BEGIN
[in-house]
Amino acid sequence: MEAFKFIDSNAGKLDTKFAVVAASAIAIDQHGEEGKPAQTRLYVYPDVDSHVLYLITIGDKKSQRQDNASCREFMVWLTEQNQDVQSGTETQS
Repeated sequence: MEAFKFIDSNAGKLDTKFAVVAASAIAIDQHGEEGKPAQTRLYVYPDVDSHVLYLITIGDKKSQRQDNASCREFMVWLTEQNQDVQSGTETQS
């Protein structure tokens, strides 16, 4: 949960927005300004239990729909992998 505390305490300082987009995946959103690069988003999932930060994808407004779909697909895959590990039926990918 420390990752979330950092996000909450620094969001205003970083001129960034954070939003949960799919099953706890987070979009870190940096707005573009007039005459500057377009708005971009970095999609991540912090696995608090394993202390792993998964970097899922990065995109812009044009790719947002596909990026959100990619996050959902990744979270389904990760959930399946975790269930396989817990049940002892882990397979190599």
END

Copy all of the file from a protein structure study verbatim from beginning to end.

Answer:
[in-house]
Amino acid sequence: MEAFKFIDSNAGKLDTKFAVVAASAIAIDQHGEEGKPAQTRLYVYPDVDSHVLYLITIGDKKSQRQDNASCREFMVWLTEQNQDVQSGTETQS
Repeated sequence: MEAFKFIDSNAGKLDTKFAVVAASAIAIDQHGEEGKPAQTRLYVYPDVDSHVLYLITIGDKKSQRQDNASCREFMVWLTEQNQDVQSGTETQS
């Protein structure tokens, strides 16, 4: 949960927005300004239990729909992998 505390305490300082987009995946959103690069988003999932930060994808407004779909697909895959590990039926990918 420390990752979330950092996000909450620094969001205003970083001129960034954070939003949960799919099953706890987070979009870190940096707005573009007039005459500057377009708005971009970095999609991540912090696995608090394993202390792993998964970097899922990065995109812009044009790719947002596909990026959100990619996050959902990744979270389904990760959930399946975790269930396989817990049940002892882990397979190599």